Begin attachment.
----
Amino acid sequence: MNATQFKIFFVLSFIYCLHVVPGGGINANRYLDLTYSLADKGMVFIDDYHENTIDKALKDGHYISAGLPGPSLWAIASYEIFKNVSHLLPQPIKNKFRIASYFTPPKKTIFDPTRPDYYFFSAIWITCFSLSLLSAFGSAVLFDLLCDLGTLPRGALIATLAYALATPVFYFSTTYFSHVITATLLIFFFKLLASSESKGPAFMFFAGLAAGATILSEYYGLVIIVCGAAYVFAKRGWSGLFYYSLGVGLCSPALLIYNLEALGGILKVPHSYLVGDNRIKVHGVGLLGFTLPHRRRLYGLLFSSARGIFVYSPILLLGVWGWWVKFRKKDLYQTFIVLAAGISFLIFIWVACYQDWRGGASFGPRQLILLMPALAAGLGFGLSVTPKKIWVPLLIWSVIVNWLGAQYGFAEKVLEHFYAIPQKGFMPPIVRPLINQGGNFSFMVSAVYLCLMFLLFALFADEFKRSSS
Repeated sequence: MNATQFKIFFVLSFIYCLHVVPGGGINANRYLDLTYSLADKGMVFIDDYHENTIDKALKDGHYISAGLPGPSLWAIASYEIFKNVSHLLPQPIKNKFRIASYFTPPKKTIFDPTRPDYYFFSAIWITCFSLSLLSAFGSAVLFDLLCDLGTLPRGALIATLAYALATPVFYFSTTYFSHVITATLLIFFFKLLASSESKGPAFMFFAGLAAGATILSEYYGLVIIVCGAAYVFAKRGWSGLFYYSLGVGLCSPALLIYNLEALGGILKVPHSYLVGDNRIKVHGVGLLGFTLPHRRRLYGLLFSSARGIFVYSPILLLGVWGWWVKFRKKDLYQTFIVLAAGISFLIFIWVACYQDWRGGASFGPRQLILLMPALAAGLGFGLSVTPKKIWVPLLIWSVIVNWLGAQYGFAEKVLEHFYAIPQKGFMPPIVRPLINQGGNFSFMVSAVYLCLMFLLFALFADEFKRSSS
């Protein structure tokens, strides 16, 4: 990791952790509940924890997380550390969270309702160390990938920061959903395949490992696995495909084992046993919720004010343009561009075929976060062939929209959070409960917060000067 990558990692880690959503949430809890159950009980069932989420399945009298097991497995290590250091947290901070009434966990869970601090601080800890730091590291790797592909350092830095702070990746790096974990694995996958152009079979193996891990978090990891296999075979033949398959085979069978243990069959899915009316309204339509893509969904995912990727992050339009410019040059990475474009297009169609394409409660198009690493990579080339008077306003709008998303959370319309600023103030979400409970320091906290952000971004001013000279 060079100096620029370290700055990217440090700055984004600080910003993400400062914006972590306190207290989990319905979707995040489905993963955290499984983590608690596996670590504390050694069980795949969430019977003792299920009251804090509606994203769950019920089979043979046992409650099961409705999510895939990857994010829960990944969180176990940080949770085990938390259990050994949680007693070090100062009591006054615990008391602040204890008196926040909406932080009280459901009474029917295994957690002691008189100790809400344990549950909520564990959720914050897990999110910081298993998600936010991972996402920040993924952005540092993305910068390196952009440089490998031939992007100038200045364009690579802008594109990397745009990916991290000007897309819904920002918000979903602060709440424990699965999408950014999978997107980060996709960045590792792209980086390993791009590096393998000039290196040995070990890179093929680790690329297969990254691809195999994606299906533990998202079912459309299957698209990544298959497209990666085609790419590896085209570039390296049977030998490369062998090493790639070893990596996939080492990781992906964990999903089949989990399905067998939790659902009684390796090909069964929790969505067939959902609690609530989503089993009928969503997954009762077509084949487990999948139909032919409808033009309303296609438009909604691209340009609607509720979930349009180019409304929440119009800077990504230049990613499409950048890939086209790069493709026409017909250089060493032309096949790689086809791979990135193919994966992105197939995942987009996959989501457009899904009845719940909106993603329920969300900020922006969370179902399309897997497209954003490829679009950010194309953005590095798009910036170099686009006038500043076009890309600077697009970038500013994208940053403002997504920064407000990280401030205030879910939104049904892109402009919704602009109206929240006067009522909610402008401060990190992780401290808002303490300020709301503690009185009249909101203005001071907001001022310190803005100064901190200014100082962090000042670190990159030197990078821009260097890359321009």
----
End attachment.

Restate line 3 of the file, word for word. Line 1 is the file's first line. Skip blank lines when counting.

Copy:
């Protein structure tokens, strides 16, 4: 990791952790509940924890997380550390969270309702160390990938920061959903395949490992696995495909084992046993919720004010343009561009075929976060062939929209959070409960917060000067 990558990692880690959503949430809890159950009980069932989420399945009298097991497995290590250091947290901070009434966990869970601090601080800890730091590291790797592909350092830095702070990746790096974990694995996958152009079979193996891990978090990891296999075979033949398959085979069978243990069959899915009316309204339509893509969904995912990727992050339009410019040059990475474009297009169609394409409660198009690493990579080339008077306003709008998303959370319309600023103030979400409970320091906290952000971004001013000279 060079100096620029370290700055990217440090700055984004600080910003993400400062914006972590306190207290989990319905979707995040489905993963955290499984983590608690596996670590504390050694069980795949969430019977003792299920009251804090509606994203769950019920089979043979046992409650099961409705999510895939990857994010829960990944969180176990940080949770085990938390259990050994949680007693070090100062009591006054615990008391602040204890008196926040909406932080009280459901009474029917295994957690002691008189100790809400344990549950909520564990959720914050897990999110910081298993998600936010991972996402920040993924952005540092993305910068390196952009440089490998031939992007100038200045364009690579802008594109990397745009990916991290000007897309819904920002918000979903602060709440424990699965999408950014999978997107980060996709960045590792792209980086390993791009590096393998000039290196040995070990890179093929680790690329297969990254691809195999994606299906533990998202079912459309299957698209990544298959497209990666085609790419590896085209570039390296049977030998490369062998090493790639070893990596996939080492990781992906964990999903089949989990399905067998939790659902009684390796090909069964929790969505067939959902609690609530989503089993009928969503997954009762077509084949487990999948139909032919409808033009309303296609438009909604691209340009609607509720979930349009180019409304929440119009800077990504230049990613499409950048890939086209790069493709026409017909250089060493032309096949790689086809791979990135193919994966992105197939995942987009996959989501457009899904009845719940909106993603329920969300900020922006969370179902399309897997497209954003490829679009950010194309953005590095798009910036170099686009006038500043076009890309600077697009970038500013994208940053403002997504920064407000990280401030205030879910939104049904892109402009919704602009109206929240006067009522909610402008401060990190992780401290808002303490300020709301503690009185009249909101203005001071907001001022310190803005100064901190200014100082962090000042670190990159030197990078821009260097890359321009």